The final caution flag of the evening came out seven laps later as Dale Earnhardt Jr. made hard contact with the outside wall, flattening the entire right side of his Mountain Dew Chevrolet.  His car started out the evening painted black and gray, but by this point his car was mostly black and heavily scraped..

Despite the two quick cautions, one man held the point through out it all, which was Martin.  Having taken the lead on lap 322 for track position, he was able to pull away from his closest contenders, who were mostly his Hendrick Motorsports teammates of Johnson and Gordon along with Stewart and Newman, who are both powered by Hendrick engines.

Martin had not been on pit road since lap 297 for fuel and tires, but a great call by his crew chief Alan Gustafson gave him the lead as he anticipated more cautions before the night ended.  He made the right call as Martin was able to hold on to lead the final 45 laps in route to taking the checkered flag in the Southern 500.

It was Martin’s second win of the season and his second win in the Southern 500, and his joy was seen in victory lane as he gave great praise to his crew chief.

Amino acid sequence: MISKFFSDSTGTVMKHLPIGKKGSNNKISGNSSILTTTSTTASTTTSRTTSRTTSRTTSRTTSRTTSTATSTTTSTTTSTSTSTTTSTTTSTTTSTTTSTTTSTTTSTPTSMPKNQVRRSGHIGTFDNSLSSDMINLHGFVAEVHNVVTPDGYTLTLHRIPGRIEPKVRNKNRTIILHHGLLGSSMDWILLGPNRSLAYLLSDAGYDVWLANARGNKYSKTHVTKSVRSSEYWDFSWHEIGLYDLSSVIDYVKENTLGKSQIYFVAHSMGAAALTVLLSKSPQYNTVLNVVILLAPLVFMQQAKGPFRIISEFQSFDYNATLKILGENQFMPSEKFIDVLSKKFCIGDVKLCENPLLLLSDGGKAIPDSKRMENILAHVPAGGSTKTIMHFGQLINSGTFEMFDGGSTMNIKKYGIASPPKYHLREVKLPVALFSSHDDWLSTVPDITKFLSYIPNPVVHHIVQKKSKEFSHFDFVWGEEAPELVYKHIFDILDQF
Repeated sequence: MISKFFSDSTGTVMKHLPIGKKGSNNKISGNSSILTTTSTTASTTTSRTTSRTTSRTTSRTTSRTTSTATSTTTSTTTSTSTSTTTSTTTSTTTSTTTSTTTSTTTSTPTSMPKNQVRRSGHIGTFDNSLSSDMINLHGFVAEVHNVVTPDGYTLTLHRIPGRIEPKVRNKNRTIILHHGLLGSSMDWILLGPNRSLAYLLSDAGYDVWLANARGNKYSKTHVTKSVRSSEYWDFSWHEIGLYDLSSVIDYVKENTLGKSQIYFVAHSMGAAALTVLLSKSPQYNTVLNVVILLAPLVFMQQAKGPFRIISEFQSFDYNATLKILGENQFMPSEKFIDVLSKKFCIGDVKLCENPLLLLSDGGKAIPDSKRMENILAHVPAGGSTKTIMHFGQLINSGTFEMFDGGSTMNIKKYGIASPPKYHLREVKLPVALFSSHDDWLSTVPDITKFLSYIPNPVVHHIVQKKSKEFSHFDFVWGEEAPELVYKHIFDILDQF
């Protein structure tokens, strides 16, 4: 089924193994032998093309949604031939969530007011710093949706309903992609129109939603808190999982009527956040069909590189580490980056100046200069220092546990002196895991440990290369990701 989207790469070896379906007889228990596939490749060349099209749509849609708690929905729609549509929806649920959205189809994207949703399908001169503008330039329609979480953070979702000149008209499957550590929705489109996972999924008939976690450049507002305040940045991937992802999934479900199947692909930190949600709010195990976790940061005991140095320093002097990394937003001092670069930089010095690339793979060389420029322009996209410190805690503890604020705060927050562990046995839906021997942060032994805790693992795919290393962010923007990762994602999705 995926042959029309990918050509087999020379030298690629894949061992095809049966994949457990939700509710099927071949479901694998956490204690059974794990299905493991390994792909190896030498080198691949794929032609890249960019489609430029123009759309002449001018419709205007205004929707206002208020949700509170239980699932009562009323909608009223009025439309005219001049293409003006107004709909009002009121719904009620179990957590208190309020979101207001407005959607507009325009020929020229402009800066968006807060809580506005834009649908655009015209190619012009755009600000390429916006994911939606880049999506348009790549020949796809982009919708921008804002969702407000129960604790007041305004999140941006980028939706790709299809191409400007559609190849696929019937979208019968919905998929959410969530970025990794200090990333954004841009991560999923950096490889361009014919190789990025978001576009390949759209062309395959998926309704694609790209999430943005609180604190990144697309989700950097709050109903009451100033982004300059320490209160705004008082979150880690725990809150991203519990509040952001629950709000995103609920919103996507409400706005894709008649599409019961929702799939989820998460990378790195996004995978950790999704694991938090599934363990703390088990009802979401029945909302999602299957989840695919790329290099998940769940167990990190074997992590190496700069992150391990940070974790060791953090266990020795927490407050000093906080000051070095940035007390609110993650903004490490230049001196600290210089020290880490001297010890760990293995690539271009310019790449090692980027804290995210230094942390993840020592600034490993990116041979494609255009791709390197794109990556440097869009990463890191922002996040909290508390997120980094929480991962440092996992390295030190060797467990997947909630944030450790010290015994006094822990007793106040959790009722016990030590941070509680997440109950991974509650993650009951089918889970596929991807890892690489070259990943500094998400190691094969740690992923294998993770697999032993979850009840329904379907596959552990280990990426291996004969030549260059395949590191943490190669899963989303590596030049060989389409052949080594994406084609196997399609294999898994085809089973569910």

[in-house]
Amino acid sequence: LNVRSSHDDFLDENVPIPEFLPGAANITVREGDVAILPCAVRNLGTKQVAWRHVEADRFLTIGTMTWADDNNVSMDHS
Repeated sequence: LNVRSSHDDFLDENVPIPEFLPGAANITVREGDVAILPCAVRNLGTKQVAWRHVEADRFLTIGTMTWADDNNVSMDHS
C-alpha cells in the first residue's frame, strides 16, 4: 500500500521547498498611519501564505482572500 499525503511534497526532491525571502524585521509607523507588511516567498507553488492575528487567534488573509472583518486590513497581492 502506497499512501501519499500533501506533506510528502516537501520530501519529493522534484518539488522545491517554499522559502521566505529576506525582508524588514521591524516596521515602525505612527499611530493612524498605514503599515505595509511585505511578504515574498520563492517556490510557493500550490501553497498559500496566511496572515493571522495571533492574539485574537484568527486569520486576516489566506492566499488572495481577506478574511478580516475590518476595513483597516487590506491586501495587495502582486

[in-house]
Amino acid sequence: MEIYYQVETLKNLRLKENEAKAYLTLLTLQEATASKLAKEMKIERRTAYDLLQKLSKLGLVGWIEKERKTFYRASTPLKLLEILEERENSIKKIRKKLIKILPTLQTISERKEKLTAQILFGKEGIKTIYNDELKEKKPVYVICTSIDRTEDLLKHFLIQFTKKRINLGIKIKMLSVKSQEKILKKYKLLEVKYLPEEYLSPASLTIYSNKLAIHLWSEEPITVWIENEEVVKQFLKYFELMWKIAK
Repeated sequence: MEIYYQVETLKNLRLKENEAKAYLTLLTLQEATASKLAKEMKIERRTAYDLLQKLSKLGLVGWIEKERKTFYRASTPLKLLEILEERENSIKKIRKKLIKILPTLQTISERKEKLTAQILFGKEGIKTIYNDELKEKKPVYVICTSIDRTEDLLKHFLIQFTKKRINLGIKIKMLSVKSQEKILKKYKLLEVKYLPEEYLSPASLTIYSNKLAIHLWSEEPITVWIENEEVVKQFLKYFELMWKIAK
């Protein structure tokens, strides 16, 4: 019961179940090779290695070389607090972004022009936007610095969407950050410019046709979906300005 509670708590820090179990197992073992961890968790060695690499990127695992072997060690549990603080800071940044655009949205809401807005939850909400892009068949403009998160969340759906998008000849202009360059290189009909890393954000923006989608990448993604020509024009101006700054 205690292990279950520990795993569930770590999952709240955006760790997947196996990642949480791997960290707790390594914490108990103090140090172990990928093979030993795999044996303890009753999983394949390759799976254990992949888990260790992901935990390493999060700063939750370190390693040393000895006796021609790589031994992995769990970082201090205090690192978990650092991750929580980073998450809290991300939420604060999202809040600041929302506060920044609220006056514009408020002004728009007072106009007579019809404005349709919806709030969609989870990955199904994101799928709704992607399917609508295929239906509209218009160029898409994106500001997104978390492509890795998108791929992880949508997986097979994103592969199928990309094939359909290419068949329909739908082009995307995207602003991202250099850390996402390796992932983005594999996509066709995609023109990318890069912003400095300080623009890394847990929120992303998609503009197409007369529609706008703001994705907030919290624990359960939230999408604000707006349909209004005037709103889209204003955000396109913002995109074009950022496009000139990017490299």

“Alan Gustafson is absolutely the best. I may have been his childhood hero, but I\’m living a second childhood now — and he\’s my childhood hero,” Martin said.

In all, the experience at the Darlington Raceway was awesome.  The hospitality, the guides, the citizens and everyone involved in making the event happen did a great job.  If fans get the opportunity to go to this track, do take it.  The experience and the history is well worth the investment.

Next weekend begins the first of two weeks at the Lowe’s Motor Speedway in Charlotte, North Carolina.  This Saturday night is the NASCAR Sprint All-Star Race.  There are no points on the line in this event, as it is an exhibition race for the race winners of 2008 and the first part of 2009.  The race will be 100 laps and will be split into four segments.  The first will be 50 laps, with a mandatory pit stop midway through.  Both segment two and three will be 20 laps, with a ten minute break following.  The last segment will be ten laps, all of which will be under green-flag conditions, with the winner of that segment getting $1 million.